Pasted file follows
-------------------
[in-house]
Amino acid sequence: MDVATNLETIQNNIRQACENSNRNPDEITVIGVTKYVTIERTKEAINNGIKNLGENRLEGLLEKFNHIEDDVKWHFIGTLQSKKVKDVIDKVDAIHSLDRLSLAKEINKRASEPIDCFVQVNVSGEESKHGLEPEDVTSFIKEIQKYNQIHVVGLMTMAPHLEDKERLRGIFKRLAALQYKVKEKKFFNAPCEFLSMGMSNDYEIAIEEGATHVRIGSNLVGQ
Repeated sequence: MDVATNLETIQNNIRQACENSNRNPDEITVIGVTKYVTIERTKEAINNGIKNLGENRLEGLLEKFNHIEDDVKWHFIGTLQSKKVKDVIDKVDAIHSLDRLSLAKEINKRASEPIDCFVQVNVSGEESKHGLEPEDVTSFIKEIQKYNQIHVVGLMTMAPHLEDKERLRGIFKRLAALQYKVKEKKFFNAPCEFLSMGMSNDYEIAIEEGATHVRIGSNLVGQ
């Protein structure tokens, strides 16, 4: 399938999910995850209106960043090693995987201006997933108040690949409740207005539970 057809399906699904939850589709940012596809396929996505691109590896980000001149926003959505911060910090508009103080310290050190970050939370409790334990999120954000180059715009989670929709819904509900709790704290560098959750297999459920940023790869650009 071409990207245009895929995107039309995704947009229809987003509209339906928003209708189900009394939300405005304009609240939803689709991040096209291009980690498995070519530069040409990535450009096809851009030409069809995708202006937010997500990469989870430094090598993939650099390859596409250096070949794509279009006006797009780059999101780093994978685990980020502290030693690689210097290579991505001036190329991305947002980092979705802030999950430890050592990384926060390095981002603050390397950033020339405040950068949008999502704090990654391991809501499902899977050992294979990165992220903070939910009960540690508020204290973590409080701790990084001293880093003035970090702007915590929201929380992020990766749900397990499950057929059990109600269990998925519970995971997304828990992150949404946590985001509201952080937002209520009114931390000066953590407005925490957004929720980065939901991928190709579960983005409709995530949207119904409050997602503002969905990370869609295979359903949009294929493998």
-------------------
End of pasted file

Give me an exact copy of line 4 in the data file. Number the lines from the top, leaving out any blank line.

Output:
């Protein structure tokens, strides 16, 4: 399938999910995850209106960043090693995987201006997933108040690949409740207005539970 057809399906699904939850589709940012596809396929996505691109590896980000001149926003959505911060910090508009103080310290050190970050939370409790334990999120954000180059715009989670929709819904509900709790704290560098959750297999459920940023790869650009 071409990207245009895929995107039309995704947009229809987003509209339906928003209708189900009394939300405005304009609240939803689709991040096209291009980690498995070519530069040409990535450009096809851009030409069809995708202006937010997500990469989870430094090598993939650099390859596409250096070949794509279009006006797009780059999101780093994978685990980020502290030693690689210097290579991505001036190329991305947002980092979705802030999950430890050592990384926060390095981002603050390397950033020339405040950068949008999502704090990654391991809501499902899977050992294979990165992220903070939910009960540690508020204290973590409080701790990084001293880093003035970090702007915590929201929380992020990766749900397990499950057929059990109600269990998925519970995971997304828990992150949404946590985001509201952080937002209520009114931390000066953590407005925490957004929720980065939901991928190709579960983005409709995530949207119904409050997602503002969905990370869609295979359903949009294929493998």